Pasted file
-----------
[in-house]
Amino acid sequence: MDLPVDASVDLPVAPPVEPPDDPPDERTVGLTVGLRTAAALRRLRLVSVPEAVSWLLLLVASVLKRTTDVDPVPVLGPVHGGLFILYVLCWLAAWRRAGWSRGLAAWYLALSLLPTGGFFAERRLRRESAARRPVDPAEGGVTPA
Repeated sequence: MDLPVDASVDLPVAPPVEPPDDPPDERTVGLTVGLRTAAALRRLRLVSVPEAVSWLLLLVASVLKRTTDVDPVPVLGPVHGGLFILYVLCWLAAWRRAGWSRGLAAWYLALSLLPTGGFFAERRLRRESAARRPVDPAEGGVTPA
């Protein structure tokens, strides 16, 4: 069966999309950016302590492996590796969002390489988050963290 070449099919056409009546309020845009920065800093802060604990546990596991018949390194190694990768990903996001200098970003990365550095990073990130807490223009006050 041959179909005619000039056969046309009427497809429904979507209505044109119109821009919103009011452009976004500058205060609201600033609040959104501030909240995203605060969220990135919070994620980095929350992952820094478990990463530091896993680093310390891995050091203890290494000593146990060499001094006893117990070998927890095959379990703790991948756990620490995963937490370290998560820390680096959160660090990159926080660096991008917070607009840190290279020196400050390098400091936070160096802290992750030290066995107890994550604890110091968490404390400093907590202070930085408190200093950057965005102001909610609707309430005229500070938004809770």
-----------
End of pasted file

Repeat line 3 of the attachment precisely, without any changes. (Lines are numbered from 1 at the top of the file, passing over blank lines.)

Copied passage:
Repeated sequence: MDLPVDASVDLPVAPPVEPPDDPPDERTVGLTVGLRTAAALRRLRLVSVPEAVSWLLLLVASVLKRTTDVDPVPVLGPVHGGLFILYVLCWLAAWRRAGWSRGLAAWYLALSLLPTGGFFAERRLRRESAARRPVDPAEGGVTPA